An Unlikely Lesson in Spontaneous Order: Italian Patron Saint Festivals

Patron Saint’s festivals are a centuries old Catholic tradition, in which a city celebrates its protector. For instance, Gubbio’s celebration of Saint Ubaldo traces back to the 12th century, or the Saint Agata festival in Catania dates as far back as the 3rd century. Every village in Italy, no matter how tiny, takes the time to celebrate its patron saint. In my home town, Ginosa in southern Italy, we have a few, but my favourite is the celebration of the Madonna d’Attoli (Attoli is an area of our countryside where there’s a small sanctuary). For centuries, even when it was a village of very poor, illiterate farmers and farm hands, Ginosa celebrated its patron saint with a horse parade, a marching band, and a decorated float carrying the statue of the holy Mary and a choir of girls who had their first communion in that year. What’s amazing is that despite how poor the population of the village these festivals were——and still are——funded by voluntary donations from the population. As a student of economics you are told that this situation would create a public goods problem. In technical terms, such a festival is considered a public good due to the fact that it is non-excludable and non-rivalrous, which are just fancy ways of saying that you cannot forbid people to come to watch the procession. Furthermore, as contribution is voluntary and anonymous, there’s is a strong incentive to for people to be free riders on the contributions of others. Thus, abstract logic dictates that this would result in a collective failure, for if all the individuals in pursuit of their self-interest opted not to contribute, counting on the fact that the others would, in the end no one would contribute. This is one of the core issues of social studies. …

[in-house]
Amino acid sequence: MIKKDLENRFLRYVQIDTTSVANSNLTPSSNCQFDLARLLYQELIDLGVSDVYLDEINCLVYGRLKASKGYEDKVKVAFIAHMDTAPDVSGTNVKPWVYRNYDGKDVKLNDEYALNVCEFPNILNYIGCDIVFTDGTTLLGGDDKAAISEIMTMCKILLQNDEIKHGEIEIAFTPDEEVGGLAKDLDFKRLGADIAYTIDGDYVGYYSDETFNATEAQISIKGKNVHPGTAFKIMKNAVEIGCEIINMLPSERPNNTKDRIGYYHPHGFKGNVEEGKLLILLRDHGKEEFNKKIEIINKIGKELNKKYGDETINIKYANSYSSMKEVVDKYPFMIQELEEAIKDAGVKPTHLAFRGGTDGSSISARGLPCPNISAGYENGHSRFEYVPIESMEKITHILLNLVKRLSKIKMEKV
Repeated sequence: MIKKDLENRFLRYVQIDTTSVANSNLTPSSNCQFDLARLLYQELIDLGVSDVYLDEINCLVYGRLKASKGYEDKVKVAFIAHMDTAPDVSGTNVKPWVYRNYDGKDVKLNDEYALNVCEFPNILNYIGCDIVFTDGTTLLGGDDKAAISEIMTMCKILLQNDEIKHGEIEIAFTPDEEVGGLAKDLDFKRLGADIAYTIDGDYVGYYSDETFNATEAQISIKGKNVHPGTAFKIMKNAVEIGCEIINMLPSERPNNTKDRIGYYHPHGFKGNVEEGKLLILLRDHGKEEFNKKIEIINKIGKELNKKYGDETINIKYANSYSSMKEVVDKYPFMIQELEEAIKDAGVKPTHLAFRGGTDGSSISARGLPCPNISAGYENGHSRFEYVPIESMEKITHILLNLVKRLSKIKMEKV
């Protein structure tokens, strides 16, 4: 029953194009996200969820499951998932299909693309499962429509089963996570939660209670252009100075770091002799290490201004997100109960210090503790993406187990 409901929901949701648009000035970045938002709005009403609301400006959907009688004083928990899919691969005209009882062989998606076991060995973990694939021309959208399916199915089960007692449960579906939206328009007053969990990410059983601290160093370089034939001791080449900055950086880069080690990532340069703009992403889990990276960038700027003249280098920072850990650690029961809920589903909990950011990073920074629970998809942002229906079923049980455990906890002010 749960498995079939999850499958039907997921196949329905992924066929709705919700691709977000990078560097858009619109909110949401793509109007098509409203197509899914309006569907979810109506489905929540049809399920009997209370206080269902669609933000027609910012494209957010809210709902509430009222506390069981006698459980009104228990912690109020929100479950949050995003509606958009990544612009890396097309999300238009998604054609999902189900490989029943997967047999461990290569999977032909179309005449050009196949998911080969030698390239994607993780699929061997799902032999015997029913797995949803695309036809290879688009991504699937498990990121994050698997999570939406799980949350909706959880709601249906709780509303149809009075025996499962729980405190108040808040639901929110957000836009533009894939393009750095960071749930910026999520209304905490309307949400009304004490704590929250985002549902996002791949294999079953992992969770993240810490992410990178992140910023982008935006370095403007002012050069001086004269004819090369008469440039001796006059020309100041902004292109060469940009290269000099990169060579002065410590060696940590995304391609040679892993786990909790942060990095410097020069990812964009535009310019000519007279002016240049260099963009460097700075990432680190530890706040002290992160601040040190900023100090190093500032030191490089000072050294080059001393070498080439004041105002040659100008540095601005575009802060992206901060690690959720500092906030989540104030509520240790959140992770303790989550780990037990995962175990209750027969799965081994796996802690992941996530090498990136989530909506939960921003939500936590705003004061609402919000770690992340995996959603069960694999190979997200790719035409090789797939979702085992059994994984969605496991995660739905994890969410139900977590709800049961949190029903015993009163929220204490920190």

“Why is there no sex in Bosnian government departments?”